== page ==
Testimony before the Warren Commission of Alan Belmont, assistant to the director of the FBI (J. Edgar Hoover), in charge of all investigative work:
Mr. BELMONT: Our activities are directed to meet the terrific responsibility we have for the internal security of the country, but to meet it under the law. We feel that to place security as such above the rights of the individual or to increase these controls beyond what is absolutely essential is the first step toward the destruction of this free society that we enjoy. We have been asked many times why we don’t pick up and jail all Communists. The very people who ask those questions don’t realize that if action, unrestrained action, is taken against a particular group of people, a precedent is set which can be seized on in the future by power-hungry or unscrupulous authorities as a precedent, and which inevitably will gnaw away at this free society we have, and sooner or later will be applied to the very individuals who are seeking this action.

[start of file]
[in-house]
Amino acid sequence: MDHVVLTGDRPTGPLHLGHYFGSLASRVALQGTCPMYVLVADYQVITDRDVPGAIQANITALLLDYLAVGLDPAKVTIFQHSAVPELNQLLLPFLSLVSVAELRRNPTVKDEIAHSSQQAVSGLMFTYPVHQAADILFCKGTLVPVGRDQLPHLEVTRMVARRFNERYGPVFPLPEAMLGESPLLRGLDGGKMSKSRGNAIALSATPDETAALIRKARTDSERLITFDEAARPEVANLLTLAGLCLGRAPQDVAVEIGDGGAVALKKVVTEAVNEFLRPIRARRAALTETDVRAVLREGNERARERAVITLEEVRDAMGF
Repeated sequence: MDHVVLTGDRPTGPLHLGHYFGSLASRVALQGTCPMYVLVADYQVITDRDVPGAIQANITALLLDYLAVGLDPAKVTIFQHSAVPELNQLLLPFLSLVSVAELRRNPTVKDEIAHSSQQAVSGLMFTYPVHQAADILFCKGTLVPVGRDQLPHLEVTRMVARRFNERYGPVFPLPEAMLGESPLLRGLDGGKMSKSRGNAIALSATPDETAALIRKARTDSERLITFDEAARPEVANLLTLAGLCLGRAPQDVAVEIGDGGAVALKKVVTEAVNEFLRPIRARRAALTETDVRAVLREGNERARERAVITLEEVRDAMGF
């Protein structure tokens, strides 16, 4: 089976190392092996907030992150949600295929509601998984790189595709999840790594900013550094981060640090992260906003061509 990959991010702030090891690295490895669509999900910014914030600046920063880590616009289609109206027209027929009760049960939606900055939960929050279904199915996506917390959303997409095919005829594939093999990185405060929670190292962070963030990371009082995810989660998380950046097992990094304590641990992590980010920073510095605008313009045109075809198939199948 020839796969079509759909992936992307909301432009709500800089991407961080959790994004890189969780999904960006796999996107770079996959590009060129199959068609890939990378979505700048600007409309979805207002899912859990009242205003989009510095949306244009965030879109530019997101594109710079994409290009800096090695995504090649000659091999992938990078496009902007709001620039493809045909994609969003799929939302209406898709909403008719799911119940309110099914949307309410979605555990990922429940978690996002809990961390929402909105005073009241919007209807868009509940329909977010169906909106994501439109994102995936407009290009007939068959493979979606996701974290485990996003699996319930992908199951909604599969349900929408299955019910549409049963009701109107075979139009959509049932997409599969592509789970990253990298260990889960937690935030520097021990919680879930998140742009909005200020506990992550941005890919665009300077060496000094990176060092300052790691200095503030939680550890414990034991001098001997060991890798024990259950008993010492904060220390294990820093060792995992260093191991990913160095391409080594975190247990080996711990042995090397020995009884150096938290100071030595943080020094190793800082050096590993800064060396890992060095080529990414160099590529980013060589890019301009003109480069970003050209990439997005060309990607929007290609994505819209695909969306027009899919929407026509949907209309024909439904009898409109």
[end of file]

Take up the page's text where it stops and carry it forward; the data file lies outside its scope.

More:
[This is somewhat hypocritical, given what Hoover was willing to do outside the law when it suited him, but still . . . things have changed since 1964.]